When the Court of Appeals affirmed McCoy in a short opinion, the justices referred only to “nonjudicial employees of the unified court system,” not the lower court’s expansive language that included the Legislature.

Why didn’t the Legislature explicitly exclude itself, or for that matter join the litigation in McCoy? Likely because lawmakers didn’t think it was necessary.

Excluded Already

The legislative workforce in 1967 was considerably smaller than it is today, in part by necessity: most lawmakers working in the state Capitol had no direct reports beyond a secretary shared with other members. This changed in 1972 when the Legislative Office Building opened and legislative payrolls expanded to fill the new space. But when the Taylor Law was adopted, the legislative workforce was small enough to escape consideration when lawmakers were spelling out where the law would and would not apply.

There are other indications that the Legislature didn’t intend to apply the Taylor Law to itself, and reasons why members may have felt an explicit exclusion unnecessary:

  • The Legislature never passed implementing legislation that would be necessary for the Taylor Law to apply; it has never, through the Legislative Law, the state Constitution, or either chamber’s rules, designated either individual lawmakers or legislative leaders as the “chief executive officer” responsible for negotiating with a union. After McCoy, the Legislature designated the chief administrative judge as the “chief executive officer” for Taylor Law purposes (Judiciary Law §212(e)).
  • The Taylor Law is officially part of the Civil Service Law—from whose most prominent provisions legislative employees are already exempt (“unclassified”). It is unlikely that the Legislature would exempt itself from merit requirements, discipline procedures, and other rules but subject itself to a more onerous collective bargaining mandate.
  • The Taylor Law text itself includes indications that lawmakers did not imagine the law applying to their respective chambers. Civil Service Law §205(5)(b) refers to the “state department or agency” for which a state employee works — statutory terms that do not encompass the Legislature, either chamber, or an individual lawmaker’s office.
  • The Taylor Report acknowledged “professional and confidential employees” would be excluded from the collective bargaining model lawmakers ultimately assembled, a category in which legislative employees fall. The Legislature in 1971 formally excluded policymaking employees from unionizing under the Taylor Law. It bears noting that the employee duties related to the Legislature that are furthest removed from policymaking—for instance, maintenance of the Legislative Office Building—are performed by an executive branch agency (the Office of General Services).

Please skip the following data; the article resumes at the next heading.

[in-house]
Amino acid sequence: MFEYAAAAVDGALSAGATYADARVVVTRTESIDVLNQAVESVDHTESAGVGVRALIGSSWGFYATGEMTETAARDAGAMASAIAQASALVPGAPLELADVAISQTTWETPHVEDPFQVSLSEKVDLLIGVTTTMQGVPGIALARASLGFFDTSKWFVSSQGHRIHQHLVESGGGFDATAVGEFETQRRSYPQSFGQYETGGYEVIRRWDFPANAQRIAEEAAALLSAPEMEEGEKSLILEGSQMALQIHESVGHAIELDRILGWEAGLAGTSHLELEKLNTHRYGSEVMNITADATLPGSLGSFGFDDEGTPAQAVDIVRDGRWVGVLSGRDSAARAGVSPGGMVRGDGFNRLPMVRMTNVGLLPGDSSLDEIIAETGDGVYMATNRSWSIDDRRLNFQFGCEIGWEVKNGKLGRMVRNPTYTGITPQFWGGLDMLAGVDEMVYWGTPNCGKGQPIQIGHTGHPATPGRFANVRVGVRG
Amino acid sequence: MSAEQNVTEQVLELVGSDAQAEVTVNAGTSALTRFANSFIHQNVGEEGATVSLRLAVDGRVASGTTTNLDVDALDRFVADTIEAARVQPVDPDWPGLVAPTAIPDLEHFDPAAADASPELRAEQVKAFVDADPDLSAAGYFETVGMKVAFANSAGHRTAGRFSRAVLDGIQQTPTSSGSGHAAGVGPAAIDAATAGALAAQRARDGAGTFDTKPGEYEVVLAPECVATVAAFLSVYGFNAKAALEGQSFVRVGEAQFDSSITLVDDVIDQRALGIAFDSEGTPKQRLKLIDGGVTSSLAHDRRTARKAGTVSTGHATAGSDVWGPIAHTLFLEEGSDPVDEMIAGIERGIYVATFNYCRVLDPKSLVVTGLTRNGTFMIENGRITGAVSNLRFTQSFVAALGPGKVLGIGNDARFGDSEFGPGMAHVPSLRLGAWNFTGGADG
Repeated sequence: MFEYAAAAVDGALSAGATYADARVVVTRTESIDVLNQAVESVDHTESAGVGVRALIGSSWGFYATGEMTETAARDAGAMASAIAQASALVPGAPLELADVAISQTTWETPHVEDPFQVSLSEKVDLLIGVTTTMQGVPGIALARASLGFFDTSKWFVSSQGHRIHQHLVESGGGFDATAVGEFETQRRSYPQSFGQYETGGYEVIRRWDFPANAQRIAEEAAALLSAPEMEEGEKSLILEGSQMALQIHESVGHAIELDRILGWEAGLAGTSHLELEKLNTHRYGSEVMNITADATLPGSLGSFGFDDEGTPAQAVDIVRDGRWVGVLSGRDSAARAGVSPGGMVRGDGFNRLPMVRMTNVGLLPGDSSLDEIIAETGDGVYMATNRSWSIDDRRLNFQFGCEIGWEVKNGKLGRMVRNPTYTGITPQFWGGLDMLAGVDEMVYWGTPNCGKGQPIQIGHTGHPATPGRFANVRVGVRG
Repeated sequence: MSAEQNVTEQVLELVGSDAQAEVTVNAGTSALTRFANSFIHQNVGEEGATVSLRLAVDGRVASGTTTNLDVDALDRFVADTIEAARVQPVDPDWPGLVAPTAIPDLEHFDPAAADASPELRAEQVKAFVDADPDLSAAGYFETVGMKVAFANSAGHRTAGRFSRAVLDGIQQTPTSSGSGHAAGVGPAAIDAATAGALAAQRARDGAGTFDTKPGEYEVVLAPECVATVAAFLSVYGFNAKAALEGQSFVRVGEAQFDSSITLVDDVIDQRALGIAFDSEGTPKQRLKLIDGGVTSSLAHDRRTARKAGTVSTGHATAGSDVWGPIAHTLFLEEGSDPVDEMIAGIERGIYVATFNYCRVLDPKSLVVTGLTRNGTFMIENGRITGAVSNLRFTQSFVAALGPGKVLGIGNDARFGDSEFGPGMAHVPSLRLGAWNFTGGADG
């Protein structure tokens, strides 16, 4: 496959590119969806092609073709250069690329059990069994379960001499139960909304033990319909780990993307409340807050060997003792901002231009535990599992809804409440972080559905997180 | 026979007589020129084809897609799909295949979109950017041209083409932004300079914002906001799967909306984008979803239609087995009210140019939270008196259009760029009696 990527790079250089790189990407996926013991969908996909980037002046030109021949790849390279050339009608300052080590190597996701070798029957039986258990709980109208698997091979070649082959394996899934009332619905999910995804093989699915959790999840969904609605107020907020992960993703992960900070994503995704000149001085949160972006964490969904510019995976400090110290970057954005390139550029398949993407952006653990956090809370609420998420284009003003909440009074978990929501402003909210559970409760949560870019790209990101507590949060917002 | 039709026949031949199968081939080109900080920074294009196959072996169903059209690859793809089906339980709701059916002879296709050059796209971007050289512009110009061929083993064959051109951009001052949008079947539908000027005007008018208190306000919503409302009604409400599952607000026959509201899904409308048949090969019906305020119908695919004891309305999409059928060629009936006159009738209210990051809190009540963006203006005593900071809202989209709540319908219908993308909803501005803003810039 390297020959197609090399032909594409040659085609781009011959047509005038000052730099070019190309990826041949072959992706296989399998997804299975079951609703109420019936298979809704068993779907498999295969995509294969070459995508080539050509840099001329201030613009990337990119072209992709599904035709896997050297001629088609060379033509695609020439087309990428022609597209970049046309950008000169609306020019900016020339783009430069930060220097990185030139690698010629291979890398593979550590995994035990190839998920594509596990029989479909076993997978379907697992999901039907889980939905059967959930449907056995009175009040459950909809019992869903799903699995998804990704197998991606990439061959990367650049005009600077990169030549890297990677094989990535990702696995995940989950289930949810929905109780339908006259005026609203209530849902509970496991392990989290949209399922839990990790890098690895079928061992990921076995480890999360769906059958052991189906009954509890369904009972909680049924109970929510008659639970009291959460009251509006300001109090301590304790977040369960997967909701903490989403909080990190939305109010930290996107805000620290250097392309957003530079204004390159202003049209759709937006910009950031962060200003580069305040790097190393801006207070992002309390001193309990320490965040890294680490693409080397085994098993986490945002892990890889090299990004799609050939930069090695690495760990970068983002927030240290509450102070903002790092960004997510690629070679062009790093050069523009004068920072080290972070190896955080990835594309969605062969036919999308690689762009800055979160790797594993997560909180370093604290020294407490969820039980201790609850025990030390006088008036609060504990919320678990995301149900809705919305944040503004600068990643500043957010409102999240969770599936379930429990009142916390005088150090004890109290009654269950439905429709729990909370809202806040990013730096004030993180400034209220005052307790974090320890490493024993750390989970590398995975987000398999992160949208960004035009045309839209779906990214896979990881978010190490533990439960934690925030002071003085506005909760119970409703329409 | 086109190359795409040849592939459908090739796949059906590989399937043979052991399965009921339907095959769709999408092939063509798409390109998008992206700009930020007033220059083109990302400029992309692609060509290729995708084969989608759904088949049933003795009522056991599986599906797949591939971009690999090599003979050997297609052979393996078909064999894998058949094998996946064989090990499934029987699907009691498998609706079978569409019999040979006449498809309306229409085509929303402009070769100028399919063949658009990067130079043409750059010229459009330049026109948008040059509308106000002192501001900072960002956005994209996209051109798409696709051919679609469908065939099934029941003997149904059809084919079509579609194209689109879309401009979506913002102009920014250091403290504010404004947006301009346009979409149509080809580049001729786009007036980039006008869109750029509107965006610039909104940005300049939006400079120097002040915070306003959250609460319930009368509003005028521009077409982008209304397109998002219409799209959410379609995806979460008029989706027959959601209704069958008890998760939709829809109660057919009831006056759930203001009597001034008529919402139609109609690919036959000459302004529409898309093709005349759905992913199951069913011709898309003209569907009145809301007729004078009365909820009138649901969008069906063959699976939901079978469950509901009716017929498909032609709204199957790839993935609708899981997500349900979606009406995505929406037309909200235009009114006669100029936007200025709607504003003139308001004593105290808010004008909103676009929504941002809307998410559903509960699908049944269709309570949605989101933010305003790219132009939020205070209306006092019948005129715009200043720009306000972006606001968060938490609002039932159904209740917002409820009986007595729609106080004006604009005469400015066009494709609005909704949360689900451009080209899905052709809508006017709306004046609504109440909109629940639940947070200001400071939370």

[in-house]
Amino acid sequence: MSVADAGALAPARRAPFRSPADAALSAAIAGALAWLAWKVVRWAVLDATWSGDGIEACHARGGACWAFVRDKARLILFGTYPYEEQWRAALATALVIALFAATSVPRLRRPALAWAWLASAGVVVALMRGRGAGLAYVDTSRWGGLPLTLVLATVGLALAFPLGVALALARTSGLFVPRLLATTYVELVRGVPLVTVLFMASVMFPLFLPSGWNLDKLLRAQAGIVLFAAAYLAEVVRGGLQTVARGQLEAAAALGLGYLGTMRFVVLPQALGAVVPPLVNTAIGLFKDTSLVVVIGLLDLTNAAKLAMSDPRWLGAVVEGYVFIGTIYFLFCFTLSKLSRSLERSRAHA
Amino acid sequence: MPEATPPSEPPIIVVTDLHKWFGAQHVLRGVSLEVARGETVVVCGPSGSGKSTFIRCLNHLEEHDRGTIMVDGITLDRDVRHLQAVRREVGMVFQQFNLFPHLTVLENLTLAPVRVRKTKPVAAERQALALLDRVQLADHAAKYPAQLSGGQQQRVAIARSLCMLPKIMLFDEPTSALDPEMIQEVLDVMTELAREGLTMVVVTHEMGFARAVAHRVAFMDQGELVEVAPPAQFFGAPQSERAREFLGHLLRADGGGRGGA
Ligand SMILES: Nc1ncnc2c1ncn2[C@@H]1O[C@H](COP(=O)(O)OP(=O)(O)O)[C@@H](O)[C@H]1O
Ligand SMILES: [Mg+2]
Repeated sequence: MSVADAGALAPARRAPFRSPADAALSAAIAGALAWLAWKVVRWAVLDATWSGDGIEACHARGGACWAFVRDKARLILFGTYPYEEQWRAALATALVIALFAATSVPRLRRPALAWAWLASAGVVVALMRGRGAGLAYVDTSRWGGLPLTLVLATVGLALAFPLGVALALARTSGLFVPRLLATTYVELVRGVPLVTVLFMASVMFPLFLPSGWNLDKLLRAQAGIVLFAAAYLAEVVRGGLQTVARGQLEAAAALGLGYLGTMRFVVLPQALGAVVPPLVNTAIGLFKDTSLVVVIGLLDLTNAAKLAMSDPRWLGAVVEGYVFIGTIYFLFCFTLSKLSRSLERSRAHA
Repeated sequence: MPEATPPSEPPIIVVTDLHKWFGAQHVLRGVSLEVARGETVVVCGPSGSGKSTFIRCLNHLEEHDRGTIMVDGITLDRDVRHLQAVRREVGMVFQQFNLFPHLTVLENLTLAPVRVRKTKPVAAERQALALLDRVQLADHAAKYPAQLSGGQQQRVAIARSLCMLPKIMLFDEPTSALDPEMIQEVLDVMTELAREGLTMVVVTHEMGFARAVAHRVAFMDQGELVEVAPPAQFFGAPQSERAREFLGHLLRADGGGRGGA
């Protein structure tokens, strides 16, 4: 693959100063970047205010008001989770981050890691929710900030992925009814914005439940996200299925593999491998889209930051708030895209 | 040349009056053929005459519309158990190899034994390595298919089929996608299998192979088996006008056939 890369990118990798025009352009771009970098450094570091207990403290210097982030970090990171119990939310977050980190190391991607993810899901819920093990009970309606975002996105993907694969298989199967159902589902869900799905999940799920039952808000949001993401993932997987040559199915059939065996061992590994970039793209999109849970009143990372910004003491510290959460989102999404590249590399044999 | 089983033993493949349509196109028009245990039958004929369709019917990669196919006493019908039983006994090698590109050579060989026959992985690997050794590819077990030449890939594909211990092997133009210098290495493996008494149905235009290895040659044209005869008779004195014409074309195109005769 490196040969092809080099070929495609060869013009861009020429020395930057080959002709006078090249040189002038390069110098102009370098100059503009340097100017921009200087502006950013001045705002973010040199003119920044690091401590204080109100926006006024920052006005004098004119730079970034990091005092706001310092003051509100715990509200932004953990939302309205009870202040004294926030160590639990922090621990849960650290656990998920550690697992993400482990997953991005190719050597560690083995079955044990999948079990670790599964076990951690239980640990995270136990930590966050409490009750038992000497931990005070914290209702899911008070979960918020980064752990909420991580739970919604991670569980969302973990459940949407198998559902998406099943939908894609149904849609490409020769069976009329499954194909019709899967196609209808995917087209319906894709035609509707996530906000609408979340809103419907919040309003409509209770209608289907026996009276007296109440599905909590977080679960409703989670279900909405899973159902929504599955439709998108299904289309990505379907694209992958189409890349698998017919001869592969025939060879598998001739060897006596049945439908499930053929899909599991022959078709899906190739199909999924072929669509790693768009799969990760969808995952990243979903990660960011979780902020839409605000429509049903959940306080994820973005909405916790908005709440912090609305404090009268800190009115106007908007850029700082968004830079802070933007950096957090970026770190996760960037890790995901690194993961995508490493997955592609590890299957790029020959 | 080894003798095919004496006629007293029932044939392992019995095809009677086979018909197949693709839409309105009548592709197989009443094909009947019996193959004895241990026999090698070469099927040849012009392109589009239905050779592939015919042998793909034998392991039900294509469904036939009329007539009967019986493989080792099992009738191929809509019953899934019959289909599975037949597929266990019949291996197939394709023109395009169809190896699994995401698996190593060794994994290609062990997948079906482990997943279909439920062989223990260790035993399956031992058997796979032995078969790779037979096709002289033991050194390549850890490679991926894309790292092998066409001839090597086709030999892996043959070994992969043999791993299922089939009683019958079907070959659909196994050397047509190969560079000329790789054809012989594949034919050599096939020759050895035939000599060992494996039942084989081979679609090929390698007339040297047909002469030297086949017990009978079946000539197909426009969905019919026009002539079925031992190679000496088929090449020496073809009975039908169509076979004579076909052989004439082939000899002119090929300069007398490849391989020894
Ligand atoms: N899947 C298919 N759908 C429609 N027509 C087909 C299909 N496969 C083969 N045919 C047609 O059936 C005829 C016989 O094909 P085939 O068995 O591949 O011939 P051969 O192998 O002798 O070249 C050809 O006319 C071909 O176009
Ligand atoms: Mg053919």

The Legislature in other instances has been explicit when subjecting itself to employment rules (for example, members of the Legislature are listed as employers covered by the state Human Rights Law).

Finally, there are the many practical issues that would arise in applying the Taylor Law to the Senate or Assembly:

  • Could a union contract pre-empt a legislative chamber’s ability to conduct normal business; for instance, could it limit a chamber’s hours of operation, the way teacher union contracts control the length of the school day?
  • Would the Legislature potentially lose its right to hire contractors for services now performed exclusively by its employees?
  • Would a lawmaker or legislative leader inherit a union contract signed by his or her predecessor?
  • If a lawmaker signed a union contract, resigned, and was re-elected, would he or she still be bound by that contract?
  • In a dispute between PERB and one or more lawmakers, could a judge enforce the Taylor Law without violating the Legislature’s constitutional prerogative to manage its own affairs?

If Not the Taylor Law, Then What?

The Taylor Law was not intended to cover legislative employees. Even an amendment to explicitly make it apply would likely run into constitutional issues, since each house’s powers to “determine the rules of its own proceedings” are protected by the Constitution (Article III, §9). Subjecting a legislative body to the jurisdiction of an executive branch agency (PERB), or to a binding union contract in general, would face a high legal hurdle that union advocates are unlikely to meet.

Lawmakers and legislative employees have another option: the Senate and Assembly could each, instead, recognize an association of legislative employees and agree to meet and confer with them on issues of concern.

These consultation privileges would be akin to those enjoyed by federal government employees and would address some of the basic concerns presented by union advocates about working conditions and the lack of uniformity across legislative offices.

This arrangement could be created through internal rules changes, tailored to match the intent of each legislative chamber. The Legislature’s constitutional prerogative gives them this right—the same way it would shield them from the Taylor Law.


[1] Lewis, Rebecca C. “New York senators sign onto their staffers’ unionization effort,” City & State, 8 Dec 22. cityandstateny.com/politics/2022/12/new-york-senators-sign-their-staffers-unionization-effort/380618